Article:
by Rajveer S. Purohit, MD, MPH
A urethral stricture is a narrowing of the urethra caused by scar tissue but we often refer to the condition with the phrase urethral stricture disease. Sounds similar but a key difference is that last word “disease” and that goes a long way to explaining some of the critical ideas to understanding the nature of the problem. Urethral stricture disease refers not only to the narrowing of the lining of the urinary tube (the urethra) by scar tissue but refers to scar tissue that underlies the channel. To understand this better, imagine the urethral as a long tubular donut with the hole (the lumen) being where the urine is carried. The spongy part of the donut is called the corpus spongiosum (spongy body) and is a rich vascular network that carries oxygen and nutrients to the inner lining of the hole (the urethra) to keep it healthy.
Urethral stricture disease, then, refers not only to scar tissue that closes the urethra, or a urethral stricture, but also refers to the presence of scar tissue in the corpus spongiosum, in a process called spongiofibrosis. Spongiofibrosis prevents vital nutrients and oxygen from getting to the urethra and keeping it healthy. Urethral stricture disease than is a urethral stricture with underlying spongiofibrosis.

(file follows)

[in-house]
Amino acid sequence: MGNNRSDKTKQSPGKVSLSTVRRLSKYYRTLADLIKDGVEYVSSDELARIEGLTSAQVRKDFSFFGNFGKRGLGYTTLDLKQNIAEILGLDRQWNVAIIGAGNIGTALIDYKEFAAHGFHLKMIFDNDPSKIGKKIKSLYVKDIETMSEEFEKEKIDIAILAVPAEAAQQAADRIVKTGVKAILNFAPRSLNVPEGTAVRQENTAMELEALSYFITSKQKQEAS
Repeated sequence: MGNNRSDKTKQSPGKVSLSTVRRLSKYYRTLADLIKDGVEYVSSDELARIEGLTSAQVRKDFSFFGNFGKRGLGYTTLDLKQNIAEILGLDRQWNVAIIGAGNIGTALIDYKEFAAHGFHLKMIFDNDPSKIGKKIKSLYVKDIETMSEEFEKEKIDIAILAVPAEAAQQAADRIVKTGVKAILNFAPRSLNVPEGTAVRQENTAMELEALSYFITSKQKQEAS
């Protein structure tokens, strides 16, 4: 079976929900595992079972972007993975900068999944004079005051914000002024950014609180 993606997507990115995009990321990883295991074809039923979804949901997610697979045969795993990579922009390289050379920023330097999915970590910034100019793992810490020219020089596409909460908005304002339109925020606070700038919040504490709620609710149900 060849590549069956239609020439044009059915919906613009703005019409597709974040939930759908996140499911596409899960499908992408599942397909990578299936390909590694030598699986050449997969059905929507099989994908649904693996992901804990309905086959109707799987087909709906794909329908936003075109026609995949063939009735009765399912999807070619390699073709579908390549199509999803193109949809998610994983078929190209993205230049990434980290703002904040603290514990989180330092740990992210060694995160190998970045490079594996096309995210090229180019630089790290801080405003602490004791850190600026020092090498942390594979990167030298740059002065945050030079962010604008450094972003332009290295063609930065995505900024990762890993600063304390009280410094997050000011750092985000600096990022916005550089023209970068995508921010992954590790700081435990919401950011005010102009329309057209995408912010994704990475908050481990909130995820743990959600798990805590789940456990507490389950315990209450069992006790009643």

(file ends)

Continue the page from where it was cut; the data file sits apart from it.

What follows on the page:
It is clear from this description why the failure rate for urethral dilation or urethrotomy (endoscopic incision into the urethral stricture) is high, particularly for those patients with dense, long strictures and extensive spongiofibrosis. If the donut hole is forcibly opened with a dilator or cut the underlying scar tissue, or spongiofibrosis, is still not corrected. Over time the absence of a healthy blood supply to the lining causes the stricture to recur. In fact, there is increasing data to suggest that every time you do a dilation or urethrotomy to open a stricture you can also cut into the delicate corpus spongiosum and cause further scar tissue or spongiofibrosis to form. This in turn makes recurrences after dilations more dense and often longer than the original.
Although there is a high failure rate after a urethral dilation, there is a role for it in some circumstances as we’ll discuss in a future blog post.